How to Build a 4K Video Editing PC on a Budget in 2020

How to Build a 4K Video Editing PC on a Budget

Are you looking for a new computer for video editing? You don’t need to drop $53,000 on the highest-end Mac in order to edit 1080p, or even 4K video!

In fact, you can get in the door for under $500, and have a no-compromises editing PC for under $1000! There is always a good argument for spending more on better hardware, but if you’re on a tight budget then this is the way to go! Special thanks to Emmanuel for the photo in the cover image.

Under-$500 Entry-Level Editing PC

Before talking about our 4K system, let’s talk about a potential starting point. If you want to start editing now, and then upgrade later, this is a great budget system with an excellent upgrade path. We’re going to be using some of the main components in the $1000 build too, so don’t skip this part!

This comes in at just about $350, which leaves plenty of money for buying Windows 10 (or just install Windows and never activate it, and you’ll have mostly-full functionality with a small watermark on your screen) and any larger-capacity storage drives you may need to store all of your footage.

This is a great system for getting started. The Ryzen 3 3200G is a 4-core processor that includes impressive integrated graphics. It’s a steal for under $100! It will be able to handle some 3D effects and rendering just fine. The CPU can be overclocked to get even more performance, and the ASRock motherboard we selected has a lot of overclocking headroom for a low-power CPU like this.

Most importantly, the motherboard can support any Ryzen CPU, including one of the insane 16-core models. So the upgrade path is there if you ever need more performance. Notably, this PC is missing a graphics card. The 3200G has solid onboard graphics, and a graphics card can be added later for increased performance in graphics-intensive editing programs. The 3200G also includes its own cooler that is plenty adequate even when overclocking, so there is no need to buy anything else.

Fast RAM is important to Ryzen, and 16GB is the bare minimum you should have for video editing. We went with a 2-stick kit of RAM, which leaves two empty slots on the motherboard. If you wanted to upgrade to 32GB later on, you can just buy another of the same kit. It clocks in at 3200Mhz, which might not mean much unless you’re pretty computer savvy. This is a pretty fast speed that this processor will like, but you’ll need to do some tweaking to make sure it runs at that advertised speed. We went with a high-quality kit of RAM that is no-frills but gets the job done while looking clean in your system.

Picking a case is mostly up to your personal aesthetics, and with RGB fans and a clear side panel, you can make a great gamer-looking PC. But since this is for video editing, we picked something a little more reserved. The Thermaltake Versa H15 is a micro ATX size, so it will be fairly compact, while still offering a lot of features. It does not have a clear side panel, so any mess on the inside will be concealed. It has a hard drive cage that supports three 3.5″ hard drives, for maximum storage. And while a bit outdated, it also has a place for an optical disk drive if that is something you need. Additionally, it comes with a pre-installed exhaust fan, which is all you need for a lower-powered system like this one.

Finally, we’re using a 256GB Silicon Power SSD, which will boot Windows super fast, and has enough space for your OS and some important programs like the Adobe suite. For the technically-inclined among you, it is important to note that this is a DRAM-less SSD, which normally makes it less ideal for Windows, however you’re not likely to run into any problems. If your budget permits it, looks for an SSD with a DRAM cache instead. We didn’t include any storage drives in this budget build, but you may have an external or backup drive lying around if you need some temporary storage.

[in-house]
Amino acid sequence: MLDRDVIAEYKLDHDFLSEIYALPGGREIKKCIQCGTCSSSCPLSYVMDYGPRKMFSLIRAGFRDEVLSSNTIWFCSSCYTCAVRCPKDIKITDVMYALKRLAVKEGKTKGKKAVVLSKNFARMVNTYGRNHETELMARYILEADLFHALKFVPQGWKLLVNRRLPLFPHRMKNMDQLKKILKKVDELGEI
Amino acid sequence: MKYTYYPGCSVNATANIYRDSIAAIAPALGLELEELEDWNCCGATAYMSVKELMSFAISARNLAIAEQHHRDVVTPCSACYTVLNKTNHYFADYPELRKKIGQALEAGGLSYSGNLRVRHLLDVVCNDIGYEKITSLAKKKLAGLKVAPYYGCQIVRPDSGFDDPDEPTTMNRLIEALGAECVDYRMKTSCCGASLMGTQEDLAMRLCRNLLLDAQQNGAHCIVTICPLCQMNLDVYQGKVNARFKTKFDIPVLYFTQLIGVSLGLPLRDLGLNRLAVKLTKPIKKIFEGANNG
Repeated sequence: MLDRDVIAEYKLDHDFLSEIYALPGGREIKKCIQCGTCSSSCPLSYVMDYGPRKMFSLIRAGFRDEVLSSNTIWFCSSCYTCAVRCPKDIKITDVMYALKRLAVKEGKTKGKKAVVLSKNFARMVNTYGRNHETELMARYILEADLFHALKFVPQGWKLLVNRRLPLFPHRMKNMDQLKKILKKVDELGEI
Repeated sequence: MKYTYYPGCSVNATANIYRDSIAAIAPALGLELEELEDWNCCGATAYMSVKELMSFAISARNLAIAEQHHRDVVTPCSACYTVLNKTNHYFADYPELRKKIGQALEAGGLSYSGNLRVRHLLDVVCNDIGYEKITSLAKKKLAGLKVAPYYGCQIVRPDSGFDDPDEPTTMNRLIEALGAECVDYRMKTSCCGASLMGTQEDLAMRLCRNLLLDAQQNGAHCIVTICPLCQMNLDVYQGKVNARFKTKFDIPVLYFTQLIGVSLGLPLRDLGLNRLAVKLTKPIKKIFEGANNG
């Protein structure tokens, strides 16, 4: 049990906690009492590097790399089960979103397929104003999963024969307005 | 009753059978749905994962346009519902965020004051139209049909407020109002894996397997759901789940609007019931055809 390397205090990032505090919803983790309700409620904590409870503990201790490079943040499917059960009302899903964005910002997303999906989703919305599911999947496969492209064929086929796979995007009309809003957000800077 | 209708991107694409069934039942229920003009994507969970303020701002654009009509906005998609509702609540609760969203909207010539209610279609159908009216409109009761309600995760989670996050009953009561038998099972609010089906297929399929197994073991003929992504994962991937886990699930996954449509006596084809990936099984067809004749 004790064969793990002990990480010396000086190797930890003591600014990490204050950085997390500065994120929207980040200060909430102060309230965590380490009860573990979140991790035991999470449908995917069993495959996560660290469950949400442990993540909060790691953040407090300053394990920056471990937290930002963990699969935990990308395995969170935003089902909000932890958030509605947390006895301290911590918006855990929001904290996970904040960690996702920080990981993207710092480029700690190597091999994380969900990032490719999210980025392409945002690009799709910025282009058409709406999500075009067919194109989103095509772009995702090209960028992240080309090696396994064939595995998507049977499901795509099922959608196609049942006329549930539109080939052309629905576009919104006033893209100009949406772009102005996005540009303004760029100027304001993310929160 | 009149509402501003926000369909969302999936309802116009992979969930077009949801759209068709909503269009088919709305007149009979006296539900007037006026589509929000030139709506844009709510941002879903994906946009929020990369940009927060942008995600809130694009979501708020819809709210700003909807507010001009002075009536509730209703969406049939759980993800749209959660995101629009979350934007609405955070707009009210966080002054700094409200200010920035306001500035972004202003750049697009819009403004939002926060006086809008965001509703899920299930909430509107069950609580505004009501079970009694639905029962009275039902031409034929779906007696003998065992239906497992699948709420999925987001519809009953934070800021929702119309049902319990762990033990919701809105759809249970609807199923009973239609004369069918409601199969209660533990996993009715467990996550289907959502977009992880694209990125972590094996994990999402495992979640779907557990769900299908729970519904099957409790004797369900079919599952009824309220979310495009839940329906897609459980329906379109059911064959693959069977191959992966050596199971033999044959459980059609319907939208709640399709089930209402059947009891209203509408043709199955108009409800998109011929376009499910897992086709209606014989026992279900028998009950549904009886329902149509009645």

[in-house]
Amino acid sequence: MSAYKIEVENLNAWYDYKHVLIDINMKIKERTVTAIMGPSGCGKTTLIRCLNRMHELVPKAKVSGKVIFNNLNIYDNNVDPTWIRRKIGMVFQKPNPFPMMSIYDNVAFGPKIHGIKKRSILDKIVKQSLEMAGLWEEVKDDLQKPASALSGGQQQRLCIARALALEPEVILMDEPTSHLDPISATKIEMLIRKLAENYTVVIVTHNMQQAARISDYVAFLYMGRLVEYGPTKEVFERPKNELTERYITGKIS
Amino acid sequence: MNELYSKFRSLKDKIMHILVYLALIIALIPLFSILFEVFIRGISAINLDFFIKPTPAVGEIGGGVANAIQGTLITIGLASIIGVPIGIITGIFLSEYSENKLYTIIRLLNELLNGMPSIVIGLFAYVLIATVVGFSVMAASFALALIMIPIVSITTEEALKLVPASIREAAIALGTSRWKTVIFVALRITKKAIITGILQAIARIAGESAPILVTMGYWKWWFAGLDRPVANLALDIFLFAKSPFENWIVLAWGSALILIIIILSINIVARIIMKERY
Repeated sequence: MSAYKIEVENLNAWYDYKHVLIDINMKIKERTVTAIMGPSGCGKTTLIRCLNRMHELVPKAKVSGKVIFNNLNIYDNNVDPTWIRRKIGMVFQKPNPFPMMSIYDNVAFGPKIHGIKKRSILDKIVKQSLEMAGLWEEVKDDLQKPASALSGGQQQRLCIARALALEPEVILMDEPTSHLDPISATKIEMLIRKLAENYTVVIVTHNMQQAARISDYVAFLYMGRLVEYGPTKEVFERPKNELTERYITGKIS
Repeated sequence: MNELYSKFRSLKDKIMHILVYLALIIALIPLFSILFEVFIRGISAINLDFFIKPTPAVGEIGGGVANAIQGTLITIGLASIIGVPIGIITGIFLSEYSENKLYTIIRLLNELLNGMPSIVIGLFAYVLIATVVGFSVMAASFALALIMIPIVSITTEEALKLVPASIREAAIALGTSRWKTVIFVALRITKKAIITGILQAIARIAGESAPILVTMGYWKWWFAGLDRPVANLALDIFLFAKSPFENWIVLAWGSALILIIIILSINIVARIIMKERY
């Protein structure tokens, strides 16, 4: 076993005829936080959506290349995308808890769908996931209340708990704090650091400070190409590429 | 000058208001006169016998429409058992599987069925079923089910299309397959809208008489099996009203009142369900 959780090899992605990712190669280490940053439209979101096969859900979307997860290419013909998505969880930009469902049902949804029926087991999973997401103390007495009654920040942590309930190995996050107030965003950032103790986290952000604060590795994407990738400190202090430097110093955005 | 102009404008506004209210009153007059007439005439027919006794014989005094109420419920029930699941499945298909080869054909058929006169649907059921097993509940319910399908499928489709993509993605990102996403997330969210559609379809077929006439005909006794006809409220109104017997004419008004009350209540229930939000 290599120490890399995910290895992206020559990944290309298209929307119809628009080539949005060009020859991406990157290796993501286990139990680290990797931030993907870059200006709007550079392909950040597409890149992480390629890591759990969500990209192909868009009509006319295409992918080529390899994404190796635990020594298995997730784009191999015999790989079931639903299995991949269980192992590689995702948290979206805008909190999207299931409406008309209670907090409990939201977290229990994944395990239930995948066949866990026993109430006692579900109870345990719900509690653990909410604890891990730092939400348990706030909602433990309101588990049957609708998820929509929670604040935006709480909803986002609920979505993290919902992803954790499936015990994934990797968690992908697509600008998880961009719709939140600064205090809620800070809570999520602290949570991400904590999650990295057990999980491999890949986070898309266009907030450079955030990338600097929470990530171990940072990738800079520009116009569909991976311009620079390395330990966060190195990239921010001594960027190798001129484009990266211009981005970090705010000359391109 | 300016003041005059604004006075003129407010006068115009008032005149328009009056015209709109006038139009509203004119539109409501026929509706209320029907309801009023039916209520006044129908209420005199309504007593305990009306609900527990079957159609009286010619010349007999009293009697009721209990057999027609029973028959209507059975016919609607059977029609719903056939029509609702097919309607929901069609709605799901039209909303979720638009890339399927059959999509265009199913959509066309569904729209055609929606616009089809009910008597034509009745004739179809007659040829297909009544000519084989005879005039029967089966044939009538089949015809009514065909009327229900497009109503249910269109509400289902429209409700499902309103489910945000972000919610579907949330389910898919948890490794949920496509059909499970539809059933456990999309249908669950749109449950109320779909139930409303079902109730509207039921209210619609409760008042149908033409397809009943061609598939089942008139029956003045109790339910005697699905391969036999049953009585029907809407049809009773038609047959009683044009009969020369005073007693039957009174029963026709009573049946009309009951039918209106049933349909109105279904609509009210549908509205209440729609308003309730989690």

You will be able to edit 1080p video with no issues, and 4K as well. You might just need to reduce the playback resolution to 1/2 or lower for smoother playback. You should also expect fairly long render times, especially for 4K video.

Under-$1000 4K Editing PC

This PC will shred through any render you throw at it! The Ryzen 7 3700X is an 8-core processor that will do a great job with any video editing program. It also comes with a big cooler with nice-looking RGB lights, so it will stay nice and cool while looking great. Overclocking with the stock cooler may be a bit more difficult with this processor, but you also get a lot less out of overclocking it as it works pretty well right off the bat.

We’re using the same motherboard, which comes with all of the same benefits.

The CPU doesn’t have integrated graphics, so we will be leveraging a graphics card. The GTX 1650 is a lower-end card, but you don’t need much for most video edits. If you’re doing complex 3D work then you might need something more powerful, though. If you have a bit of extra money, consider going with a GTX 1660 Ti graphics card, because this card has special technology that works nicely with Da Vinci Resolve. An Nvidia graphics card may be preferable to an AMD card (even though you pay a little more) because they are better for CUDA-accelerated tasks. This one will get you off the ground – and you can even do some gaming or streaming with this CPU/GPU combination. With a 2020 update to Premiere Pro, After Effects, and Media Encoder, having a graphics card is more valuable than ever. These apps now offer hardware encoding support for Nvidia and AMD graphics cards, and GPU rendering is fast. Nvidia claims that render times could be up to 5 times faster with this technology. Having used it myself, I have to say it is quite impressive and takes a lot of load off of the CPU, meaning it’s easier to do other intensive computing tasks while rendering video.